Eureka Springs Independent Newspaper Column for August 15, 2013

Below is the “Notes from the Hollow” column from the August 15, 2013 edition of the Eureka Springs Independent newspaper.

It may also be accessed here:

I was behind a man in line at a local convenience store one day and a tourist asked him if he was a Eureka Springs native. The man answered, “I’ve lived here five years, I think that makes me a native.”

That’s a curious statement. Is it really that easy to become a native Eurekan? It only takes five years?

Not all Eurekans are native born, of course, so who qualifies? I don’t know exactly. My children are sixth generation Weemses here, and yet we actually reside outside the city limits. Does that disqualify us as Eurekans? Just how does one prove one’s bona fides? To be honest, I was born in the Eureka Springs Hospital, but I’ve only clocked half my life here. Is that good enough? Home has never been anywhere else, but maybe I don’t make the cut.

Certain hard-boiled natives, long-term residents and ex-pats see Eureka Springs as being occupied by foreign forces. That’s a bit harsh. Their view of Eureka Springs is much different than that of someone who optimistically cashed in their 401k to move here and buy a business. And that person’s view is much different than the one selling out, leaving town bankrupt and bitter.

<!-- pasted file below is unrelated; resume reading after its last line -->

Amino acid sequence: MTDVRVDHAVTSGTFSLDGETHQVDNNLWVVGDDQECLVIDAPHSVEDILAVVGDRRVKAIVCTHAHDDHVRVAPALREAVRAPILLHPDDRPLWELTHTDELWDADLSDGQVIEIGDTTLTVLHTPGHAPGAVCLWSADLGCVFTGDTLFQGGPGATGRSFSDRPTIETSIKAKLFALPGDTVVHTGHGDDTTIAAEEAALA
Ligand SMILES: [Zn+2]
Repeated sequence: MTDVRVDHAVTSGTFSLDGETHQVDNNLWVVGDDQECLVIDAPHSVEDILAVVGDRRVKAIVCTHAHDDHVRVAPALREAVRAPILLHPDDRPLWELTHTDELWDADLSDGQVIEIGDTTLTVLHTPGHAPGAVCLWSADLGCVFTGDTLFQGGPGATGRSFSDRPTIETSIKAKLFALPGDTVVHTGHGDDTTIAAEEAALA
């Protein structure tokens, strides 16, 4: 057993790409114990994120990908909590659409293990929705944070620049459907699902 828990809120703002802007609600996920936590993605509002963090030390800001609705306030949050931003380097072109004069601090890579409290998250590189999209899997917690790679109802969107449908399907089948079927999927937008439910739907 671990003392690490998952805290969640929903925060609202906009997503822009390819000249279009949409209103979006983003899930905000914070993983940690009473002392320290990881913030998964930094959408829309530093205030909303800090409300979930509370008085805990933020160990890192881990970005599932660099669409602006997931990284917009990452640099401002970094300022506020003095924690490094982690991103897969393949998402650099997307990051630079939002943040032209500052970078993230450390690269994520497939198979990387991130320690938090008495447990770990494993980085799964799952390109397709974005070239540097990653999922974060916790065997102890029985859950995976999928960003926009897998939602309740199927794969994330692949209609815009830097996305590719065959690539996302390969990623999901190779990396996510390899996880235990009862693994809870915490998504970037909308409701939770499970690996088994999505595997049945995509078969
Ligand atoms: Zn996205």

Some say Eureka Springs isn’t a real town anymore. Sure, some locals only go downtown for the post office or to eat at Local Flavor, but that just means the town has changed. Whether for better or worse is for you to decide. I’ve heard it both ways.

What of the many Eurekans who have moved away for a living wage, to be near children or just to experience the real world? Are their passports confiscated on the way out of town?

I think a true Eurekan always comes back, whether it be for short visits, to retire or maybe just to be buried.

I once read in the newspaper that a city leader said something along the lines that we are all here because of tourism. That makes a nice rallying cry, except for those here despite the tourism. Some are here simply because it’s home.